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What is Postman?

Postman is currently one of the most popular tools used in API testing. It started in 2012 as a side project by Abhinav Asthana to simplify API workflow in testing and development. API stands for Application Programming Interface which allows software applications to communicate with each other via API calls. 
In this training course, you will learn: 
  • What is Postman? 
  • Why Use Postman? 
  • How to use Postman 
  • Working with GET Requests 
  • Working with POST Requests 
  • How to Parameterize Requests 
  • How to Create Postman Tests 
  • How to Create Collections 
  • How to Run Collections using Collection Runner 
  • How to Run Collections using Newman 

Why Use Postman? 

With over 4 million users nowadays, Postman has become a tool of choice for the following reasons: 
  1. Accessibility - To use Postman, one would just need to log-in to their own accounts making it easy to access files anytime, anywhere as long as a Postman application is installed on the computer.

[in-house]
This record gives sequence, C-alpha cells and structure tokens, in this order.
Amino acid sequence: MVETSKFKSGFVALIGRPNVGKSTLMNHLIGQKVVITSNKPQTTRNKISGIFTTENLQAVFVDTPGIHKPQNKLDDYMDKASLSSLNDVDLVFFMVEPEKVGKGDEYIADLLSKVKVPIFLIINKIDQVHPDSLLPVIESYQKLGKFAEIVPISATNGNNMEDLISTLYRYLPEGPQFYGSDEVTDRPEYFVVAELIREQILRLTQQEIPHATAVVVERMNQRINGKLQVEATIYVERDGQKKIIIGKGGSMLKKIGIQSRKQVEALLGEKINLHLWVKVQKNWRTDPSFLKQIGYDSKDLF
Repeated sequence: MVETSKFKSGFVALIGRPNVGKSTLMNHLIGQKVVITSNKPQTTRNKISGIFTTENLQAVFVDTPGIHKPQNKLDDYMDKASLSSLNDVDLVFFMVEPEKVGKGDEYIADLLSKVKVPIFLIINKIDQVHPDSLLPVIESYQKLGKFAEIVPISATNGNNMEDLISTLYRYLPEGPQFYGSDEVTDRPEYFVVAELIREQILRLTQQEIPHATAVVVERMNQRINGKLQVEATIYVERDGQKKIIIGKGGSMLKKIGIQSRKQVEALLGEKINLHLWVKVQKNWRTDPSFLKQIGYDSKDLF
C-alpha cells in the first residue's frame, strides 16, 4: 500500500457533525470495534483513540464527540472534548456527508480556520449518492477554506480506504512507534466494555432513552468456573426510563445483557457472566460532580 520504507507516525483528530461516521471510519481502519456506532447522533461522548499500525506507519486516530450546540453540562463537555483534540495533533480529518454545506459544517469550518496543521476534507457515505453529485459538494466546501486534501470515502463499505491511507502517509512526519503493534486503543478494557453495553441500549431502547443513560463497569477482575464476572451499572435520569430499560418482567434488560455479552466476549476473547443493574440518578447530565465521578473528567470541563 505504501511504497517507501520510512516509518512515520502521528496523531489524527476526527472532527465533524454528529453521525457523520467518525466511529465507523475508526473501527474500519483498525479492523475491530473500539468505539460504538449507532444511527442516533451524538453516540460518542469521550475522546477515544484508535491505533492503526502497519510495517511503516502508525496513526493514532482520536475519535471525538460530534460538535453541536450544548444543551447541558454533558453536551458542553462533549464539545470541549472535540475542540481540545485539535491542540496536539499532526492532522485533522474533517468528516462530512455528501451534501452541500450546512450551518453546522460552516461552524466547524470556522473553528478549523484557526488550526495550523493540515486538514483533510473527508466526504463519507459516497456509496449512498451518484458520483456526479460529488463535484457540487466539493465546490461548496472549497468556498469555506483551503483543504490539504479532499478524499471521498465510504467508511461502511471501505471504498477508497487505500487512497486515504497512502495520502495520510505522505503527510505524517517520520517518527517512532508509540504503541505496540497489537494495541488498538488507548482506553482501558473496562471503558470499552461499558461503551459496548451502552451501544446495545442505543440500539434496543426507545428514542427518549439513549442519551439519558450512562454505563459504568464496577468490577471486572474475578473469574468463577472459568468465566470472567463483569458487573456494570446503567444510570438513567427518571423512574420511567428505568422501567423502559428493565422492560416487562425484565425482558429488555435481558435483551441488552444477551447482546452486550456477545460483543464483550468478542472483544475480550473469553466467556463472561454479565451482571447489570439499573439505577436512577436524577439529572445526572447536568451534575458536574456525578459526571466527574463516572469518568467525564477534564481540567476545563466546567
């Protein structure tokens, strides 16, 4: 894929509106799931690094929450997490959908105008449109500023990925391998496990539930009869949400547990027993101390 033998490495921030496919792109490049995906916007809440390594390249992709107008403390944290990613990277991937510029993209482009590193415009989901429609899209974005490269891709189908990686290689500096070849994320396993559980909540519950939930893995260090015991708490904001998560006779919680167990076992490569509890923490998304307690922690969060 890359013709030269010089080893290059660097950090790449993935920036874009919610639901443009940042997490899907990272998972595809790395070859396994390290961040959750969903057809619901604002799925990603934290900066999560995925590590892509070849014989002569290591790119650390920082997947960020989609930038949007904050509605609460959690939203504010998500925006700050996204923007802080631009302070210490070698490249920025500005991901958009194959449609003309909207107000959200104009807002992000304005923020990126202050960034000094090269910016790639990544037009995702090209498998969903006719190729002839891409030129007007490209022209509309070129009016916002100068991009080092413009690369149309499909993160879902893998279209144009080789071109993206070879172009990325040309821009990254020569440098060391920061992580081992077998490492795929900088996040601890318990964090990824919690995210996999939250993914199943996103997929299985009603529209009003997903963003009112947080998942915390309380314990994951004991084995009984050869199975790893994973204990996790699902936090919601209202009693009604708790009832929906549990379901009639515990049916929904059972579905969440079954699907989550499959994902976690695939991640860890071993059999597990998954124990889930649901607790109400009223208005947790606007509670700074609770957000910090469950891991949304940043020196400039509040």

2. Use of Collections - Postman lets users create collections for their API calls. Each collection can create subfolders and multiple requests. This helps in organizing your test suites.
  3. Collaboration - Collections and environments can be imported or exported making it easy to share files. A direct link can also be used to share collections.
  4. Creating Environments - Having multiple environments aids in less repetition of tests as one can use the same collection but for a different environment. This is where parameterization will take place which we will discuss in further lessons.
  5. Creation of Tests - Test checkpoints such as verifying for successful HTTP response status can be added to each API calls which help ensure test coverage.